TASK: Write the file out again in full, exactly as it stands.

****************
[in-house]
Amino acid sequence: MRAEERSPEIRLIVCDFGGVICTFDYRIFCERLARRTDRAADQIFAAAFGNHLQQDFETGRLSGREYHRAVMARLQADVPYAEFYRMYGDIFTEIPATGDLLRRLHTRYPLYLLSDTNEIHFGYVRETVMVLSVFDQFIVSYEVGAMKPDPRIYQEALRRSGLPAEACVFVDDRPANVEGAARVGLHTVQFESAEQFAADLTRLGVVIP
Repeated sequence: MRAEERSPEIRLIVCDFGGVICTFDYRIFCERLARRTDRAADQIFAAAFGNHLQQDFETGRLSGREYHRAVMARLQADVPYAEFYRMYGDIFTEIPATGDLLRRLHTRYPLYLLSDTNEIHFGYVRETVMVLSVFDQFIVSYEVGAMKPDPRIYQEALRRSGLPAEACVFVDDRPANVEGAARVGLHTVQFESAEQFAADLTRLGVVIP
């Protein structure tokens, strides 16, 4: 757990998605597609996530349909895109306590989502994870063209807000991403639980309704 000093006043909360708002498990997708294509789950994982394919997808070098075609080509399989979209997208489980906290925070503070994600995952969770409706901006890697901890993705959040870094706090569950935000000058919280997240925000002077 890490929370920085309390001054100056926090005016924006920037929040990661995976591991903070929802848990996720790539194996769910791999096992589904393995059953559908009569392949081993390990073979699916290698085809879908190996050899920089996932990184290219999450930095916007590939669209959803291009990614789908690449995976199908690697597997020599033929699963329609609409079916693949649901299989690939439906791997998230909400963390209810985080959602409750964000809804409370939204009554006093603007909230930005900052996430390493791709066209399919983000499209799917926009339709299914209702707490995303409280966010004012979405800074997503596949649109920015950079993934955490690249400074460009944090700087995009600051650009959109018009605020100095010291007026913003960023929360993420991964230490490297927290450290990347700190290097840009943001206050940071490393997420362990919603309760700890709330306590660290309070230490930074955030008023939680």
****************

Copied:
[in-house]
Amino acid sequence: MRAEERSPEIRLIVCDFGGVICTFDYRIFCERLARRTDRAADQIFAAAFGNHLQQDFETGRLSGREYHRAVMARLQADVPYAEFYRMYGDIFTEIPATGDLLRRLHTRYPLYLLSDTNEIHFGYVRETVMVLSVFDQFIVSYEVGAMKPDPRIYQEALRRSGLPAEACVFVDDRPANVEGAARVGLHTVQFESAEQFAADLTRLGVVIP
Repeated sequence: MRAEERSPEIRLIVCDFGGVICTFDYRIFCERLARRTDRAADQIFAAAFGNHLQQDFETGRLSGREYHRAVMARLQADVPYAEFYRMYGDIFTEIPATGDLLRRLHTRYPLYLLSDTNEIHFGYVRETVMVLSVFDQFIVSYEVGAMKPDPRIYQEALRRSGLPAEACVFVDDRPANVEGAARVGLHTVQFESAEQFAADLTRLGVVIP
């Protein structure tokens, strides 16, 4: 757990998605597609996530349909895109306590989502994870063209807000991403639980309704 000093006043909360708002498990997708294509789950994982394919997808070098075609080509399989979209997208489980906290925070503070994600995952969770409706901006890697901890993705959040870094706090569950935000000058919280997240925000002077 890490929370920085309390001054100056926090005016924006920037929040990661995976591991903070929802848990996720790539194996769910791999096992589904393995059953559908009569392949081993390990073979699916290698085809879908190996050899920089996932990184290219999450930095916007590939669209959803291009990614789908690449995976199908690697597997020599033929699963329609609409079916693949649901299989690939439906791997998230909400963390209810985080959602409750964000809804409370939204009554006093603007909230930005900052996430390493791709066209399919983000499209799917926009339709299914209702707490995303409280966010004012979405800074997503596949649109920015950079993934955490690249400074460009944090700087995009600051650009959109018009605020100095010291007026913003960023929360993420991964230490490297927290450290990347700190290097840009943001206050940071490393997420362990919603309760700890709330306590660290309070230490930074955030008023939680």